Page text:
g TX ( z ) = k = 1 K g k z k ( k - 1 ) ( 2.1 a ) h RX ( z ) = n = 1 N h n z n ( n - 1 ) ( 2.1 b ) f ( z ) = g TX ( z ) h RX ( z ) = k = 1 K n = 1 K g k h n z k ( k - 1 ) + n ( n - 1 ) = l = 1 L f l z l - 1 ( 2.1 c )

The k in the expressions above is a coefficient expressing the magnification ratio of the interval of transmission elements about the reference element interval d. The gk is a complex constant of the gain characteristic or phase characteristic of a transmission antenna or a combination of them. The subscript k indicates an identification number of each transmission antenna and is an integer of 1 to the number of transmission antennas (K). According to this embodiment, the subscript k is 1 or 2. The n is a coefficient expressing the magnification ratio of the interval of reception elements about the reference element interval d. The hn is a complex constant of the gain characteristic or phase characteristic of a reception antenna or a combination of them. The subscript n indicates an identification number of each reception antenna and is an integer of 1 to the number of reception antennas (N). According to this embodiment, the subscript n is an integer of 1 to N. The z is defined as z=exp(j(2d/)sin ) with a wavelength of a system reference signal and an arbitrary angle contained in a radar FOV (Field Of View). The L is the number of terms as a result of the organization of the orders of the synthesized array polynomial f(z).

After acquiring the coefficient (fI), the correction data acquiring unit 22 uses it to acquire the correction matrix C or correction vector c. The correction matrix C is expressed by Expression (2.2a) below, and the correction vector c is expressed by Expression (2.2b) below. The correction data acquiring unit 22 transmits the acquired correction data (correction vector c or correction matrix C) to the correction processing unit 23.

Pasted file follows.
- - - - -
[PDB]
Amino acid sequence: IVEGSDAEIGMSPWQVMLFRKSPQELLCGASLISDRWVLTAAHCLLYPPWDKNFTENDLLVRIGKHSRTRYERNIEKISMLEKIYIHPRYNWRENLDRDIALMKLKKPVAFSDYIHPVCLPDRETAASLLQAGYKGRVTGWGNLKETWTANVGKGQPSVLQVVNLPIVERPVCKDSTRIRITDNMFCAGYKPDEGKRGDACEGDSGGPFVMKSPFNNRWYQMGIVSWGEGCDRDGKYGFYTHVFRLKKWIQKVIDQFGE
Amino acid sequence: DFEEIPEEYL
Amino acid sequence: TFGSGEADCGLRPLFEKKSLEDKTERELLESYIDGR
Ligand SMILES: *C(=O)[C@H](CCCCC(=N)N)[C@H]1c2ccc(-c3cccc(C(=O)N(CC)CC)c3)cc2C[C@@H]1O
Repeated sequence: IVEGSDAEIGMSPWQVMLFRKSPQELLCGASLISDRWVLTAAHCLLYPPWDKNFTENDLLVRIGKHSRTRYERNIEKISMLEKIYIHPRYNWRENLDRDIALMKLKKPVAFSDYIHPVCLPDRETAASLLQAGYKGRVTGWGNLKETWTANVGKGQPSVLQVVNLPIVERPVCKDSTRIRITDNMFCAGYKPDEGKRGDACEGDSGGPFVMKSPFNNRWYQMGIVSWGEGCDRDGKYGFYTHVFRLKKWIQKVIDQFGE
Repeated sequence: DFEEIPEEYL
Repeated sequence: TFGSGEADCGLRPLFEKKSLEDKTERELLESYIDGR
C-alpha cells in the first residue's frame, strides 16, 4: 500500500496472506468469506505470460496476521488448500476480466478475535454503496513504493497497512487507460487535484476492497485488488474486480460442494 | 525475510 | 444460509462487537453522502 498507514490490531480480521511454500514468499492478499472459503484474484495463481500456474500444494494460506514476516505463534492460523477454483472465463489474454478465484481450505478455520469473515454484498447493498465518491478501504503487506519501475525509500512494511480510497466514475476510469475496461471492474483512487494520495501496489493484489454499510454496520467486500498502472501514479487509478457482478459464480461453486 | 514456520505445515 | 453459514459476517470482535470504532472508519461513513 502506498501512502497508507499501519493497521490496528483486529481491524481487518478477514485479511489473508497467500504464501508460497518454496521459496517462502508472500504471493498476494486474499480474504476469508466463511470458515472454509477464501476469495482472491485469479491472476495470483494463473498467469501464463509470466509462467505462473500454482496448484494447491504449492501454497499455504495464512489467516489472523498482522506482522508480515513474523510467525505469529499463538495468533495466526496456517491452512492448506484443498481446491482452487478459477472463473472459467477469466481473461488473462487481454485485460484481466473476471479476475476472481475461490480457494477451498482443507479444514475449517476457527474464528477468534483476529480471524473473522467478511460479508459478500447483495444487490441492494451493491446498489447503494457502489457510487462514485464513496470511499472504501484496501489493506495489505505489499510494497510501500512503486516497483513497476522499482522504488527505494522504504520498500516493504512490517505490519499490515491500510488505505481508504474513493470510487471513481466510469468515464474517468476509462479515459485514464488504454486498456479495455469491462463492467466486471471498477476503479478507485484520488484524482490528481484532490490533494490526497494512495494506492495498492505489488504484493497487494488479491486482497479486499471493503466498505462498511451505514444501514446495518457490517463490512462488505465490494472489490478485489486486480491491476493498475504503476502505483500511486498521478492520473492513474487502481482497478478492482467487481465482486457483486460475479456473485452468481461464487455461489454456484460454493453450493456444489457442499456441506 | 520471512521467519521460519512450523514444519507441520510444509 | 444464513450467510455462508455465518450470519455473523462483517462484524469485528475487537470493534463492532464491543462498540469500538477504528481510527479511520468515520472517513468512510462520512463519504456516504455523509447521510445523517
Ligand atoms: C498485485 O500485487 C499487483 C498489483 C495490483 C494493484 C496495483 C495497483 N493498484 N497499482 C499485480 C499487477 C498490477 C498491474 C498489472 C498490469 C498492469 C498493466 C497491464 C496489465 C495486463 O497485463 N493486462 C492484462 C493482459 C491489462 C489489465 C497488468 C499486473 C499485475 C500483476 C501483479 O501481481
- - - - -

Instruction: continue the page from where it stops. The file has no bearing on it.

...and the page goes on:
C = [ 1 / f 1 0 0 0 1 / f 2 0 0 0 1 / f L ] ( 2.2 a ) c = [ 1 / f 1 1 / f L ] T ( 2.2 b )

The correction processing unit 23 applies the correction data acquired from the correction data acquiring unit 22 to the aperture synthesized echo signal transmitted from the signal synthesizing unit 21 so that the aperture synthesized echo signal can be corrected. More specifically, as expressed in Expression (2.3a) below, the correction processing unit 23 multiplies the aperture synthesized echo signal v with the correction matrix C to correct the aperture synthesized echo signal (refer to Expression (2.3a)). The correction processing unit 23 may acquire an Hadamard product (element-wise product) of the aperture synthesized echo signal v and the correction vector c to correct the aperture synthesized echo signal (refer to Expression (2.3b)). Hereinafter, the signal corrected by the correction processing unit 23 will be called a corrected echo signal. The corrected echo signal is transmitted to the covariance matrix calculating unit 24.